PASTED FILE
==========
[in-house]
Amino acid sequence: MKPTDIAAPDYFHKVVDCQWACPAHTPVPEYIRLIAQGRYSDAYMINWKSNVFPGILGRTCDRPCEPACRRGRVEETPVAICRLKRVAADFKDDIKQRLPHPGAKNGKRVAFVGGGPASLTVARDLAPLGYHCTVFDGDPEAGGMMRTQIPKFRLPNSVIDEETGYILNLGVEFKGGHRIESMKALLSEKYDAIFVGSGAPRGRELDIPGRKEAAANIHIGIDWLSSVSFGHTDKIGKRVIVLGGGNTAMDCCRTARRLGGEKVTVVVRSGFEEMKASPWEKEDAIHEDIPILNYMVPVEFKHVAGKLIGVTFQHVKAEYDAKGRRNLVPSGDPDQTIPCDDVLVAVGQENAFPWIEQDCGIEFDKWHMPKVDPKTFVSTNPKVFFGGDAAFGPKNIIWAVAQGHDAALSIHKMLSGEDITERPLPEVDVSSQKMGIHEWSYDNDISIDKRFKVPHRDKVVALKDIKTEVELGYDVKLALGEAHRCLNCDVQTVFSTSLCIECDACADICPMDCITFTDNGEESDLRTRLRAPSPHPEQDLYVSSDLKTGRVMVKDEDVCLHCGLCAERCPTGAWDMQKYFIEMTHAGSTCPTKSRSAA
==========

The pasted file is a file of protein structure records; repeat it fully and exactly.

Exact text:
[in-house]
Amino acid sequence: MKPTDIAAPDYFHKVVDCQWACPAHTPVPEYIRLIAQGRYSDAYMINWKSNVFPGILGRTCDRPCEPACRRGRVEETPVAICRLKRVAADFKDDIKQRLPHPGAKNGKRVAFVGGGPASLTVARDLAPLGYHCTVFDGDPEAGGMMRTQIPKFRLPNSVIDEETGYILNLGVEFKGGHRIESMKALLSEKYDAIFVGSGAPRGRELDIPGRKEAAANIHIGIDWLSSVSFGHTDKIGKRVIVLGGGNTAMDCCRTARRLGGEKVTVVVRSGFEEMKASPWEKEDAIHEDIPILNYMVPVEFKHVAGKLIGVTFQHVKAEYDAKGRRNLVPSGDPDQTIPCDDVLVAVGQENAFPWIEQDCGIEFDKWHMPKVDPKTFVSTNPKVFFGGDAAFGPKNIIWAVAQGHDAALSIHKMLSGEDITERPLPEVDVSSQKMGIHEWSYDNDISIDKRFKVPHRDKVVALKDIKTEVELGYDVKLALGEAHRCLNCDVQTVFSTSLCIECDACADICPMDCITFTDNGEESDLRTRLRAPSPHPEQDLYVSSDLKTGRVMVKDEDVCLHCGLCAERCPTGAWDMQKYFIEMTHAGSTCPTKSRSAA